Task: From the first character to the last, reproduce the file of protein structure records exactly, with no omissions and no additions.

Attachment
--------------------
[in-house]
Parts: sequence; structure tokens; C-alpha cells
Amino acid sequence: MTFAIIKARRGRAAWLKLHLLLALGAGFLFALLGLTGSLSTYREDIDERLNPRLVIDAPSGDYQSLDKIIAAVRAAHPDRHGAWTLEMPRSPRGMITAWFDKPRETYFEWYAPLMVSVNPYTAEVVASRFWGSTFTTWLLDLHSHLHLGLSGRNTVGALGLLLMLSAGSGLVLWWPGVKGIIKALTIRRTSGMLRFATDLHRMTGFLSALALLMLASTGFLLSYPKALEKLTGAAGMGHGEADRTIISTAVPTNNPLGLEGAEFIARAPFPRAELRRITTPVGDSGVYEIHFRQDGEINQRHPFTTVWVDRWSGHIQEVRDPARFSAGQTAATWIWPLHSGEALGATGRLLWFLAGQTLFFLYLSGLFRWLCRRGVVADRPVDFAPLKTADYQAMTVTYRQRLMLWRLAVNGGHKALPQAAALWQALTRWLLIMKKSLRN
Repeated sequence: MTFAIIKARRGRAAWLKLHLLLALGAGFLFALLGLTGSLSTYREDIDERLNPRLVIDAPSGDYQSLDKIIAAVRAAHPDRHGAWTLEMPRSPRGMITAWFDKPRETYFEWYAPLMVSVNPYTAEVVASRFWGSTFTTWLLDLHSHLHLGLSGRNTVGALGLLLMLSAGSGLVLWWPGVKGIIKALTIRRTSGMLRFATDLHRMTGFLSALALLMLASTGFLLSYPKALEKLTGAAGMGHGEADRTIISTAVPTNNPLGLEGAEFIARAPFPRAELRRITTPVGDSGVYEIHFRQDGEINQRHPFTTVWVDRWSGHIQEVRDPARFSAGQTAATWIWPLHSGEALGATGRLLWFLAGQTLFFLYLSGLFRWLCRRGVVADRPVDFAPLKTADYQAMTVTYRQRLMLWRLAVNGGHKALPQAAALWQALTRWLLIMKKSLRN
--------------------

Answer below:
[in-house]
Parts: sequence; structure tokens; C-alpha cells
Amino acid sequence: MTFAIIKARRGRAAWLKLHLLLALGAGFLFALLGLTGSLSTYREDIDERLNPRLVIDAPSGDYQSLDKIIAAVRAAHPDRHGAWTLEMPRSPRGMITAWFDKPRETYFEWYAPLMVSVNPYTAEVVASRFWGSTFTTWLLDLHSHLHLGLSGRNTVGALGLLLMLSAGSGLVLWWPGVKGIIKALTIRRTSGMLRFATDLHRMTGFLSALALLMLASTGFLLSYPKALEKLTGAAGMGHGEADRTIISTAVPTNNPLGLEGAEFIARAPFPRAELRRITTPVGDSGVYEIHFRQDGEINQRHPFTTVWVDRWSGHIQEVRDPARFSAGQTAATWIWPLHSGEALGATGRLLWFLAGQTLFFLYLSGLFRWLCRRGVVADRPVDFAPLKTADYQAMTVTYRQRLMLWRLAVNGGHKALPQAAALWQALTRWLLIMKKSLRN
Repeated sequence: MTFAIIKARRGRAAWLKLHLLLALGAGFLFALLGLTGSLSTYREDIDERLNPRLVIDAPSGDYQSLDKIIAAVRAAHPDRHGAWTLEMPRSPRGMITAWFDKPRETYFEWYAPLMVSVNPYTAEVVASRFWGSTFTTWLLDLHSHLHLGLSGRNTVGALGLLLMLSAGSGLVLWWPGVKGIIKALTIRRTSGMLRFATDLHRMTGFLSALALLMLASTGFLLSYPKALEKLTGAAGMGHGEADRTIISTAVPTNNPLGLEGAEFIARAPFPRAELRRITTPVGDSGVYEIHFRQDGEINQRHPFTTVWVDRWSGHIQEVRDPARFSAGQTAATWIWPLHSGEALGATGRLLWFLAGQTLFFLYLSGLFRWLCRRGVVADRPVDFAPLKTADYQAMTVTYRQRLMLWRLAVNGGHKALPQAAALWQALTRWLLIMKKSLRN